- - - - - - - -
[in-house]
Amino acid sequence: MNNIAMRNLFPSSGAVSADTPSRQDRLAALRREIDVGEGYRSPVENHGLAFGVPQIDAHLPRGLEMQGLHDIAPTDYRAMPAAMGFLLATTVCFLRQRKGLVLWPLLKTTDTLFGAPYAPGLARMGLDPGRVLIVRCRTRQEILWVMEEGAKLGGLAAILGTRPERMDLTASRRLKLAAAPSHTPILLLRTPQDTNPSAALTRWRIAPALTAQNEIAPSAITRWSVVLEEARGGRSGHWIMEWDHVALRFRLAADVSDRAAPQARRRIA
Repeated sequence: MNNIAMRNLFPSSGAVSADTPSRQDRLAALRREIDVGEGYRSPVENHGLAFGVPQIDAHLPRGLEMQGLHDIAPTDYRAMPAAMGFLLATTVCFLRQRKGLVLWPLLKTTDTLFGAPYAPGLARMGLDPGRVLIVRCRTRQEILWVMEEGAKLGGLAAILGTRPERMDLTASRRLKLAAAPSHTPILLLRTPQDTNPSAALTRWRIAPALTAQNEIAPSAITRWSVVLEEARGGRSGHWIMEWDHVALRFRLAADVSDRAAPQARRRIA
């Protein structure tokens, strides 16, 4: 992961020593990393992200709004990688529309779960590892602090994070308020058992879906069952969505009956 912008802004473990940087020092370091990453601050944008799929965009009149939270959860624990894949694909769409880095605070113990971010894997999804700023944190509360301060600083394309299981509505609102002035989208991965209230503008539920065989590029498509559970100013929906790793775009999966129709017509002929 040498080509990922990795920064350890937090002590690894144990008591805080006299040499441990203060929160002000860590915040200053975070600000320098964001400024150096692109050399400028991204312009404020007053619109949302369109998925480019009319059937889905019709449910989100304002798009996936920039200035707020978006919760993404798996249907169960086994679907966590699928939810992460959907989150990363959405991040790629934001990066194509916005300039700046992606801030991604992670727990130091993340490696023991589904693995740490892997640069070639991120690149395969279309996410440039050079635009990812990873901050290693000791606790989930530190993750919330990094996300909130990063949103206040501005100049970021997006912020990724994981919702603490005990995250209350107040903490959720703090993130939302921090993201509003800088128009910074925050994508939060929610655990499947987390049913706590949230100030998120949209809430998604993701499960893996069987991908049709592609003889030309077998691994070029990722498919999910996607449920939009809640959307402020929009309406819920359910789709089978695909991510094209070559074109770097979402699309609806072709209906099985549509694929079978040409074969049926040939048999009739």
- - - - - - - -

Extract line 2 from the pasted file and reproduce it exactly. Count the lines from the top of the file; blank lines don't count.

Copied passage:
Amino acid sequence: MNNIAMRNLFPSSGAVSADTPSRQDRLAALRREIDVGEGYRSPVENHGLAFGVPQIDAHLPRGLEMQGLHDIAPTDYRAMPAAMGFLLATTVCFLRQRKGLVLWPLLKTTDTLFGAPYAPGLARMGLDPGRVLIVRCRTRQEILWVMEEGAKLGGLAAILGTRPERMDLTASRRLKLAAAPSHTPILLLRTPQDTNPSAALTRWRIAPALTAQNEIAPSAITRWSVVLEEARGGRSGHWIMEWDHVALRFRLAADVSDRAAPQARRRIA